It started out like a normal day. There was a threat of thunderstorms later that evening, but we had an American Meteorological Meeting at Iowa State University later that night. About a half hour before the meeting was supposed to start, some storms blew up two counties to our west. Then four minutes before the start of the meeting this tornado warning was issued.
Since the group is full of meteorology majors, no one wanted to be sitting in a meeting. The meeting was quickly adjourned and four of us ran out to the parking lot and jumped in the car and sped off toward Boone county to try and intercept the storm. We never really expected to go out and actually see anything since the warning was about to expire.
When we got close to the storm we were able to see a nice mesocyclone. Since we left so quickly, I forgot to grab my camera. I was able to get video of the storm, but due to the low lighting and video capture, and that I had only owned the camcorder for three days and didn't know how to use it, the image didn't turn out too good. Shortly after we got to the storm, the below warning was issued.
This warning was issued almost for our exact location. We were able to see a little funnel hanging down below the mesocyclone.
We continued to follow the storm even after dark. Normally I don't like to chase storms after dark unless I was chasing them before the sun set. Since I already knew how the storm was moving and also where the wall cloud with tornado was, we continued to follow it. Some of the below video captures are what we saw. If you look closely, you can see a tornado and a well defined wall cloud.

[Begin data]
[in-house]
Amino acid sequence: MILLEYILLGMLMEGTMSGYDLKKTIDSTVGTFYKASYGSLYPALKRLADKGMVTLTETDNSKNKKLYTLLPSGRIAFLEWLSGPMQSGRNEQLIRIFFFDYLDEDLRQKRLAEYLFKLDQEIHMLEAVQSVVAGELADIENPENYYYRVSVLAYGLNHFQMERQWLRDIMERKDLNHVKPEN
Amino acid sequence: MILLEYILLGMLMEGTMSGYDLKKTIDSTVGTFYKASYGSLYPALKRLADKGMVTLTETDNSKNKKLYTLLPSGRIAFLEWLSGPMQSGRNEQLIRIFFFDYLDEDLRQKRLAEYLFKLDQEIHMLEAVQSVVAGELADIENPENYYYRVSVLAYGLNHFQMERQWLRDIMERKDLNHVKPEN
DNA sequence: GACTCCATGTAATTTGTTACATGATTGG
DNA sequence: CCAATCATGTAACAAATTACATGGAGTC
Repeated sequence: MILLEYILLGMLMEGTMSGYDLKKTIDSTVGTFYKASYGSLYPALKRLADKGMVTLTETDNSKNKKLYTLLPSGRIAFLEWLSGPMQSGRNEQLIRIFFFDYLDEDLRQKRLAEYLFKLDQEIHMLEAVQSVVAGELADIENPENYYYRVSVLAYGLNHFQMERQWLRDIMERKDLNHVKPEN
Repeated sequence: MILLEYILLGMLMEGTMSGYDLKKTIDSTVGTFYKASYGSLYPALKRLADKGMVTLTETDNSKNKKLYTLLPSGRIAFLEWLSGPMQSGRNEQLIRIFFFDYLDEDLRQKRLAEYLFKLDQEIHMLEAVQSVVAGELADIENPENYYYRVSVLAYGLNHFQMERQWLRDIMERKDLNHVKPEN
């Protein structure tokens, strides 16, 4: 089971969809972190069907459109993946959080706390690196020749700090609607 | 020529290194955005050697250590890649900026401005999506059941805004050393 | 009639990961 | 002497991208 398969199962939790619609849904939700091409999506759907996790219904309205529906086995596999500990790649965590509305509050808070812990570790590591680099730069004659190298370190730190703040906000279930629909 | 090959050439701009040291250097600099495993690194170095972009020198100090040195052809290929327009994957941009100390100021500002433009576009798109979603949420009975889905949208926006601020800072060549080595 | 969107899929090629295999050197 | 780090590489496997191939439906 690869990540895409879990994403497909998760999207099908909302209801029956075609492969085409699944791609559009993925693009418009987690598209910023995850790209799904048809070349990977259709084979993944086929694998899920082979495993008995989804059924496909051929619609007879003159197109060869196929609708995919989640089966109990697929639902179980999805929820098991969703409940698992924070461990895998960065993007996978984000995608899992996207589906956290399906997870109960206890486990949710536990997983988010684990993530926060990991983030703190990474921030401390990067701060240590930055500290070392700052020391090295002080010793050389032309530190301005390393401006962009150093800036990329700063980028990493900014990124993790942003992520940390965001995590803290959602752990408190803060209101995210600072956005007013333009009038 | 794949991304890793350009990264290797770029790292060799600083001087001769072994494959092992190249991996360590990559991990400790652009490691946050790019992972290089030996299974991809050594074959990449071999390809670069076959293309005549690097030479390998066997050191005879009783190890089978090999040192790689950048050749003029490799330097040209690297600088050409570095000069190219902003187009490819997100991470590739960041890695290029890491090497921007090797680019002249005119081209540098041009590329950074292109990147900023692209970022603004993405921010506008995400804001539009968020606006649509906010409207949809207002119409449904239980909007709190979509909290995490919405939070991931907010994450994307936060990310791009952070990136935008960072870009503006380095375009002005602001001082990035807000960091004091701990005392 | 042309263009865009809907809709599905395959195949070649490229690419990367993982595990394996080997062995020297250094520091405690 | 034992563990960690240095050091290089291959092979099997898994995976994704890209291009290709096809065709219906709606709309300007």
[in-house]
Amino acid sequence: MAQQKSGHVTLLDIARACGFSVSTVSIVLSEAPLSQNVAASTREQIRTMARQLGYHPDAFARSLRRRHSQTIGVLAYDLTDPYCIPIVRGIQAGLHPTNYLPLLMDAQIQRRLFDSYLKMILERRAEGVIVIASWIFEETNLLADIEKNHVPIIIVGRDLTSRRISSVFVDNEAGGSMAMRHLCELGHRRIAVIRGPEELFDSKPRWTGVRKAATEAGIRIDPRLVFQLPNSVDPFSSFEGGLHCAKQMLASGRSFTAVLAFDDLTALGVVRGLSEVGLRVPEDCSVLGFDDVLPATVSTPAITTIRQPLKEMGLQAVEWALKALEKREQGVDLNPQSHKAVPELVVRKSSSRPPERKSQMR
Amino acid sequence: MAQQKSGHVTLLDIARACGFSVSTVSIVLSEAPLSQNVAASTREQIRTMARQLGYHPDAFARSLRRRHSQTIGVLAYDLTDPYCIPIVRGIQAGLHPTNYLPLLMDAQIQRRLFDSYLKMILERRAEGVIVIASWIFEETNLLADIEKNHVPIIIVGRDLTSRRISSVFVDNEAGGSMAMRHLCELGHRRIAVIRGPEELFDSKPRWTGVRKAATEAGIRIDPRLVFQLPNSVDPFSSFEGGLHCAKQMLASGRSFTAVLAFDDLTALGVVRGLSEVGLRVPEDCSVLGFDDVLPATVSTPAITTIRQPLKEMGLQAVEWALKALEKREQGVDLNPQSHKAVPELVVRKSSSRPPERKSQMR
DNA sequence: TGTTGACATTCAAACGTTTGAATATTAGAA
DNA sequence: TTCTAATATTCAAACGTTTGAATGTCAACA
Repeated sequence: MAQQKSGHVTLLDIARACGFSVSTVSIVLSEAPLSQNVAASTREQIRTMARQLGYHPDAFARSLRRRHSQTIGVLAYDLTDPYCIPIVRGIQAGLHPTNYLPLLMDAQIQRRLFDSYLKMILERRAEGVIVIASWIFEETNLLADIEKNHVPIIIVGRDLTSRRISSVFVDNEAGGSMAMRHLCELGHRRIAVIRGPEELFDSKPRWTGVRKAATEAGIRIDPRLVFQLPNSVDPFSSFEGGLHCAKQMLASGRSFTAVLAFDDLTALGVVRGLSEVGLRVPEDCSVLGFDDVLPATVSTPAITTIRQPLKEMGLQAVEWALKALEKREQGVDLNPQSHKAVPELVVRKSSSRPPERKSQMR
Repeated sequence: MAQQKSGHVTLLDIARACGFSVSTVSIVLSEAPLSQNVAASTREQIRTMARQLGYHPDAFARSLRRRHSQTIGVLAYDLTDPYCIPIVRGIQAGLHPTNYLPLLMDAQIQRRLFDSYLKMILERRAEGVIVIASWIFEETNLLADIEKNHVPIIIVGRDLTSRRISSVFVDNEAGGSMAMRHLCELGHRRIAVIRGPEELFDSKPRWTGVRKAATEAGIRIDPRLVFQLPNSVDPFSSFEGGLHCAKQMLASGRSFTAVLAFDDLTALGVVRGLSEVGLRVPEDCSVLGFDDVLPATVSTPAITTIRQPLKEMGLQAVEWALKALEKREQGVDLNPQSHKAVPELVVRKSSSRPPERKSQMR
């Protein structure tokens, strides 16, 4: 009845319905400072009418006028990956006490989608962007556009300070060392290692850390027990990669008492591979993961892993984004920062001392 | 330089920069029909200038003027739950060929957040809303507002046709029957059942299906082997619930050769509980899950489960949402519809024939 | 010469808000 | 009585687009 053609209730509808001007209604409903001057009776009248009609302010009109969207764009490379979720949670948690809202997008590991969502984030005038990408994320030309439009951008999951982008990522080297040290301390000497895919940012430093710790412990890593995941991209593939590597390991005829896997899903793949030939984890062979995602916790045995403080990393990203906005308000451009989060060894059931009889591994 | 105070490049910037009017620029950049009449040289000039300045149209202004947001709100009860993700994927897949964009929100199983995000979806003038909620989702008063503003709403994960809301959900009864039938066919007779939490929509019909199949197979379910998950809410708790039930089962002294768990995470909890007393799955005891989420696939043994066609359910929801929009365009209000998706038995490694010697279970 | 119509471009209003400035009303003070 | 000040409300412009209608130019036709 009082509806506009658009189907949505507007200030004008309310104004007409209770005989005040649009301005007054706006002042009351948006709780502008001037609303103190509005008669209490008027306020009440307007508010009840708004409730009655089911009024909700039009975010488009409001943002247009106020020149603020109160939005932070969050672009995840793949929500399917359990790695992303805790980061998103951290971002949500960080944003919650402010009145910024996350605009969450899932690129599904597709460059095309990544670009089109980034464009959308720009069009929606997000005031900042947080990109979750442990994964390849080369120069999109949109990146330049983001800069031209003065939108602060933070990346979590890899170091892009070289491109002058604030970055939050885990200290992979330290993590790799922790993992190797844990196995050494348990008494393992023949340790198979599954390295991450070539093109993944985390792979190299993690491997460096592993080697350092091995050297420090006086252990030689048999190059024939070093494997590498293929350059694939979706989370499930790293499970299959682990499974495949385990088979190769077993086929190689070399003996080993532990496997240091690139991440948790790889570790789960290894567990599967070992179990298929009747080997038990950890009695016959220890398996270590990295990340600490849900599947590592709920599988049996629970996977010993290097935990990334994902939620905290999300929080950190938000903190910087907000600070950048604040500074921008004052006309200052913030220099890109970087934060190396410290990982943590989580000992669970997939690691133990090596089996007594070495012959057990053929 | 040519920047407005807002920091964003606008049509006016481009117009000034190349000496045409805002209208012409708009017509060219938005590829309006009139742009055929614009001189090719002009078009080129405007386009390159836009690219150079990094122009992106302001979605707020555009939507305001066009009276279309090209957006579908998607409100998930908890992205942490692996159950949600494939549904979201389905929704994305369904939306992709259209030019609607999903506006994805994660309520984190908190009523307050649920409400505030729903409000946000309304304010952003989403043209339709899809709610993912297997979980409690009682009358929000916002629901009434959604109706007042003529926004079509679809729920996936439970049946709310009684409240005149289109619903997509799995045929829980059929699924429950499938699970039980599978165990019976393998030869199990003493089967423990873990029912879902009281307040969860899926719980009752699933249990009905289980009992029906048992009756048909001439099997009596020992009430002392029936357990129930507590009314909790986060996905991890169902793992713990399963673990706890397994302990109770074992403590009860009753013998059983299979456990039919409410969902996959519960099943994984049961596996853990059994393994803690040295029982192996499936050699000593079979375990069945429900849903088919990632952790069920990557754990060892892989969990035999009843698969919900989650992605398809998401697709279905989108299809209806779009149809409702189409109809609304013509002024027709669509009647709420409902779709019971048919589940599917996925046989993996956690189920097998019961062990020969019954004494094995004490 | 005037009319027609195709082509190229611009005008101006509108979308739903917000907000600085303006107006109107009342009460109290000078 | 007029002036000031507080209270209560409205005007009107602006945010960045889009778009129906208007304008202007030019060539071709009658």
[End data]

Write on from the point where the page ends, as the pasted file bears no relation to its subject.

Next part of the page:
It is hard to see on this small picture, but on the video a small thin rope can be seen coming down from the larger funnel as seen in the lightning.
The wall cloud can be seen with a lowering coming out of the left side of the cloud. Since we were far away, it is hard to confirm if this was a tornado or not. While we were watching this, one final warning was issued on the storm.
Eventually the storm started to weaken after dark and we abandoned the chase. Everyone was happy that they got to see a tornadic thunderstorm this early in the year.
DISCLAIMER: Remember storm chasing exposes chasers to many hazardous and potentially deadly weather conditions such as lightning, dangerous roads, damaging winds, hail, and flying debris which puts the chaser's life at risk, particularly those who have little or no experience and/or storm structure education. Learning to deal with these is best done by understanding supercells and thunderstorms, and riding with an experienced chaser before attempting to chase on their own. The author of these pages does not encourage storm chasing and is therefore not responsible for any actions as a result of what is seen here!
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